4. 4. Operations of the Controls Object<br />Before we move on and create a program by using the Controls object, let’s learn about some operations of the Controls object along with their parameters.<br />AddTextBox—You can use this operation to add a text box to the graphics window. You must specify the x- and y-coordinates of the text box as parameters.<br />AddButton—You can use this operation to add a button in the graphics window. You must specify the caption of the button and its x- and y-coordinates as parameters.<br />
    5. 5. Operations of the Controls Object<br />GetButtonCaption—With this operation, you can retrieve the caption of a button. You must specify the appropriate button name as a parameter. <br />SetButtonCaption—With this operation, you can set or change the caption of a button. You must specify the button name and the new caption as parameters.<br />GetTextBoxText—You can retrieve the text present in a specified text box by specifying the text box name as a parameter for this operation.<br />SetTextBoxText—You can define the text to appear in a text box. You must specify the name of the text box and the required text as parameters.<br />
    6. 6. Operations of the Controls Object<br />Along with being able to add useful controls into your program, you can perform certain operations and define the settings for the controls you add.<br />Let’s explore the Controls object with the help of an example.<br />
    7. 7. Properties and Operations of the Controls object<br />Let’s look at the capabilities offered by a few more operations and properties of the Controls object. <br />HideControl—You can use this operation to hide an existing control from the graphics window.<br />ShowControl—This operation allows you to display a previously hidden control on the graphics window.<br />Remove—You can use this operation to remove a control from the graphics window. <br />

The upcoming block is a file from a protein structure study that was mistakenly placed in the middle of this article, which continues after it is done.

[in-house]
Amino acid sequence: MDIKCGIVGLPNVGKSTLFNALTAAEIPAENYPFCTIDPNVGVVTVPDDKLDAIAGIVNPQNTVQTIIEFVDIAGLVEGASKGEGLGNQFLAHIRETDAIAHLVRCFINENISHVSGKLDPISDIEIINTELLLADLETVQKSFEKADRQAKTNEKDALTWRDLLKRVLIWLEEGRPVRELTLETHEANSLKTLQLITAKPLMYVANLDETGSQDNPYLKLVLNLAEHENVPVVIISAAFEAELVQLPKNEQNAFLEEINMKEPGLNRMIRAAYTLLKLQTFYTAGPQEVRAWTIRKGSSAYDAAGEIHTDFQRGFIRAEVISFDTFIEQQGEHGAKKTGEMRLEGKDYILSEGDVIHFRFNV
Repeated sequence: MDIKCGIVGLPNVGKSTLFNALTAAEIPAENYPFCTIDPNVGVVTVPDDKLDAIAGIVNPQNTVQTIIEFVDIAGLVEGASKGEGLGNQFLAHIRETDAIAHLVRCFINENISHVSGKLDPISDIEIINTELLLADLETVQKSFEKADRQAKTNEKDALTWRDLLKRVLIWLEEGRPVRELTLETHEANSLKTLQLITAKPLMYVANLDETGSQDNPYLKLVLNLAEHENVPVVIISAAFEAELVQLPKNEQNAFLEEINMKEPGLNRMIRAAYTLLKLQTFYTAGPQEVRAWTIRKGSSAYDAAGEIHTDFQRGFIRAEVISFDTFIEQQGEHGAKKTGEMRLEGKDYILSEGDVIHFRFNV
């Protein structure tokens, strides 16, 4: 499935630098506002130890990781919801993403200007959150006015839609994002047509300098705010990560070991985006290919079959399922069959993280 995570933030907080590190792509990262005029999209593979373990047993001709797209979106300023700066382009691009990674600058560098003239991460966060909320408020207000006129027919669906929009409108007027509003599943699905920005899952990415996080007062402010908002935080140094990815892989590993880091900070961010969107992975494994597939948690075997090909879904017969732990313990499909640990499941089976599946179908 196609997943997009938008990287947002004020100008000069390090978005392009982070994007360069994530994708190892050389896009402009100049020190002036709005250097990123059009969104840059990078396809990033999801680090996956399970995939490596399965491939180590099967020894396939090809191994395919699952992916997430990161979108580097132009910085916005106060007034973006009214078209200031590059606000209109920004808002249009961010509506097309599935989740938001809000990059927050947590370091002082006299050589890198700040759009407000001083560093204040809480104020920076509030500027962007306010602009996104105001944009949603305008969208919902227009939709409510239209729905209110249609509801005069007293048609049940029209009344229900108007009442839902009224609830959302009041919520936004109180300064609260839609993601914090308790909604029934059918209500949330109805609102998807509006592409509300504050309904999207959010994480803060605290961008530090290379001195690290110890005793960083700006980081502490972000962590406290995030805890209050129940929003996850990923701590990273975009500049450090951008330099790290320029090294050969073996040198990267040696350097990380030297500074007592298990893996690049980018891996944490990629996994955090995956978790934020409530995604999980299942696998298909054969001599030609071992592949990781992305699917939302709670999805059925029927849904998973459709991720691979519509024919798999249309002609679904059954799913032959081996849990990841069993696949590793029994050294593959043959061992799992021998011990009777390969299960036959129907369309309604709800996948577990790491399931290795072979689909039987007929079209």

8. 8. Properties and Operations of the Controls object<br />SetSize—You can use this operation to specify a fixed size for a control. You must specify the control name and the height and width of the control as parameters.<br />Move—You can use this operation to move a control to a new position in the graphics window. You must specify the control name as well as the height and width of the control as parameters.  <br />LastClickedButton—You can use this operation to find the last button that was clicked on the graphics window.<br />LastTypedTextBox—You can use this operation to find the last text box where text was typed.<br />
    9. 9. The Controls Object<br />Now let’s write a simple program by using the Controls object. This program can be used to display the definitions of a given word.<br />output<br />
    10. 10. Control Events<br />Now that you are familiar with the Controls object in Small Basic, let’s get acquainted with the events that you can use for the Controls object. Control events can generate actions in your program when a button is clicked or some text is typed into a text box.<br />ButtonClicked raises an event when a button control is clicked.<br />TextTyped raises an event when text is typed into a textbox control.<br />And here’s an example of the TextTyped event:<br />You can use the ButtonClicked event to make a simple calculator as shown to the right:<br />
    11. 11. Let’s Summarize…<br />Congratulations! Now you know how to:<br />Usevarious properties of the Controls object.<br />Use various operations of the Controls object.<br />Use control events on buttons and text boxes in your program.<br />
    12. 12. It’s Time to Apply Your Learning…<br />Write a program to display a simple form, and perform the following steps:<br /><ul><li>Add text boxes to accept the name, address, telephone number, and e-mail address of the user.
    13. 13. Add a Submit button to the form.
    14. 14. When information is entered in all the text boxes and the Submit button is clicked, display an appropriate message. </li>